The Titanic: City Remembers the Ship That Did Not Come In

| March 30, 2012 4:00 AM

Experts say the tragic sinking of the Titanic can be blamed on low-grade rivets that the ship's builders used on some parts of the ill-fated liner. AP/file image.

On April 10, 1912, passengers expecting a luxurious journey or just a second chance in a new country left Southampton, England, on the Titanic’s widely publicized maiden voyage.  Their ship, bound for New York City,  sank off the coast of Newfoundland on the eve of April 15.  Between crew and passengers, 1,514 people died at sea, among them famous millionaires who lived in Fifth Avenue mansions and humble emigrants bound for the Lower East Side tenements.  As the Titanic Centennial approaches, events throughout New York City mark and pay tribute to that fateful night one-hundred years ago.

If spending time with Leo and Kate when “Titanic” 3D hits theaters on April 6 is not your cup of tea, here’s our roundup of Titanic-themed exhibits, tours and even a dinner that recreates the last meal served on board to upper-crust passengers.

 

RMS Titanic: The Exhibit

What: A lecture by Gary Vollo, a member of the Titanic Historical Society. Guest speaker Joe Colletti will share his personal interviews with Titanic survivors and also talk about the conversion of his Long Island City home into the Titanic House. Original material from the house will also be on display as part of the exhibit.  Also speaking is Lindsay Gibbs, author of the historical novel, “Titanic: The Tennis Story,” about two tennis players who survived the wreck and two years later, competed against each other in the quarterfinals of the U.S. Open.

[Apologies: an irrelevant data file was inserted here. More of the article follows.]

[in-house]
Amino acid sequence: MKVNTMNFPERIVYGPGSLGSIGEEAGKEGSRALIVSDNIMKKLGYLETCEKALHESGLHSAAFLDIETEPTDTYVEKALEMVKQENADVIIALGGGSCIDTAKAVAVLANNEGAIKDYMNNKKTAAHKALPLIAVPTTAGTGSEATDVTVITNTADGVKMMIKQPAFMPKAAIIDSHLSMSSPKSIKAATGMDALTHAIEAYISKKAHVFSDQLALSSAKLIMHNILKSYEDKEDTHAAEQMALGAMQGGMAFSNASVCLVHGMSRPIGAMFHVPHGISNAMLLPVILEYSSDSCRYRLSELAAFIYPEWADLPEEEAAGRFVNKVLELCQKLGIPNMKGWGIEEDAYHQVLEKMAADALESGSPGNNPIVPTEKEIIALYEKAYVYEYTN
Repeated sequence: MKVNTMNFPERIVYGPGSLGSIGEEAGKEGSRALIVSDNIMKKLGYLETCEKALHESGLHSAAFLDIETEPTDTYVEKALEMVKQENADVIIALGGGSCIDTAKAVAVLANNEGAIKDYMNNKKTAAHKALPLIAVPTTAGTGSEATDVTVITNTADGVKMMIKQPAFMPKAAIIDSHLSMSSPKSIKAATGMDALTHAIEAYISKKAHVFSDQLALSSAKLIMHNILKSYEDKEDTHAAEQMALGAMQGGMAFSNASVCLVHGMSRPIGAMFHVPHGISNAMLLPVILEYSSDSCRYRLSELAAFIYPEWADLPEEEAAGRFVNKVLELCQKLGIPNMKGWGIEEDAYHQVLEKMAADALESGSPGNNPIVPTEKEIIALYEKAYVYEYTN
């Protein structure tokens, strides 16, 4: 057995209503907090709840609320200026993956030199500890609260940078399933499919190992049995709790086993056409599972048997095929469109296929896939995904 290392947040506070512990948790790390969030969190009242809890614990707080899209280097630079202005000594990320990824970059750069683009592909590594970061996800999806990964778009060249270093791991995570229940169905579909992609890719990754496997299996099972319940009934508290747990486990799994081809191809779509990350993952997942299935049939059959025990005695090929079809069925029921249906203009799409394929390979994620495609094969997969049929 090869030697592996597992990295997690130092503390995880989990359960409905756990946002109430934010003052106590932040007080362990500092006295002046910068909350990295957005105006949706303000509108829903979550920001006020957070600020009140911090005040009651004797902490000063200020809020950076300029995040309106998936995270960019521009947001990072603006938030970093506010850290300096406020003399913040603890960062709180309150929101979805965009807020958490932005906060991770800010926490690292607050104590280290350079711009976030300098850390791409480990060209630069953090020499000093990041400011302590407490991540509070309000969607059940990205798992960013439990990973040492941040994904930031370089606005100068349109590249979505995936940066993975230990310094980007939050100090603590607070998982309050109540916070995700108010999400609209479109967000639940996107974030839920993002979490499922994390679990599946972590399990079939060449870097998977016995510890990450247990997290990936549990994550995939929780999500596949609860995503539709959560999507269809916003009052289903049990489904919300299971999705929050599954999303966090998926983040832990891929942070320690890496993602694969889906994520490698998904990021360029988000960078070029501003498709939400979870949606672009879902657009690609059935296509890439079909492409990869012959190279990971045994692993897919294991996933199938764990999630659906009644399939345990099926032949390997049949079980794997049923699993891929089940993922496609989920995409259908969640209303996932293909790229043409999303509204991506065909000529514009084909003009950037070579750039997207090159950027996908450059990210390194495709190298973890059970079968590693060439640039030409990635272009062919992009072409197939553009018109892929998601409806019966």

Where: Greater Astoria Historical Society

When: Monday, April 2 at 7 p.m.

Admission: Free

*Related to this event, on April 7 at 1 p.m. the Greater Astoria Historical Society will host a free screening of “A Night to Remember,” a 1958 film. The two-hour film dramatizes the Titanic disaster from the perspective of real-life surviving ship officer. The film is followed by a conversation with Joe Colletti and Lindsay Gibbs.

The Titanic Memorial Cruise stops in Halifax for a visit to Fairview Lawn Cemetery, where victims of the RMS Titanic sinking are buried, and then travels to the disaster site for a memorial service. Photo courtesy of Miles Morgan Travel and Azamara Club Cruises.